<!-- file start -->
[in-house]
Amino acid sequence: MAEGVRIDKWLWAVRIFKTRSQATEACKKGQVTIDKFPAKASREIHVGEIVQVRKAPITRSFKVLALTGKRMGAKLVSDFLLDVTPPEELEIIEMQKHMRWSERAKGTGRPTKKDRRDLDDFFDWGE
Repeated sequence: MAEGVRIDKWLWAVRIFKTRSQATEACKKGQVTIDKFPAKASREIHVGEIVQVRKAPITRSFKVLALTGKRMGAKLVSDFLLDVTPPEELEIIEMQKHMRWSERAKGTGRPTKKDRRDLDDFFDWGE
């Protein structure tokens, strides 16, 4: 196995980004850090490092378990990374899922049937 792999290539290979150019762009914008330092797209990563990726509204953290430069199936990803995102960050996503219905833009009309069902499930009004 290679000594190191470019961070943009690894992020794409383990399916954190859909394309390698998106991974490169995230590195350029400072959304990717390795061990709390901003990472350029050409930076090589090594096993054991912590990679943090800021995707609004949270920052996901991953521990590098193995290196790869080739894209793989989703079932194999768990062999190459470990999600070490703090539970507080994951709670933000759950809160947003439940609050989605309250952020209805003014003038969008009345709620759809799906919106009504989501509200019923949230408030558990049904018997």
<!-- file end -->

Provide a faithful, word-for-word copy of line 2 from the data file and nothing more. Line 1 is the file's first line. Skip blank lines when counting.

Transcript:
Amino acid sequence: MAEGVRIDKWLWAVRIFKTRSQATEACKKGQVTIDKFPAKASREIHVGEIVQVRKAPITRSFKVLALTGKRMGAKLVSDFLLDVTPPEELEIIEMQKHMRWSERAKGTGRPTKKDRRDLDDFFDWGE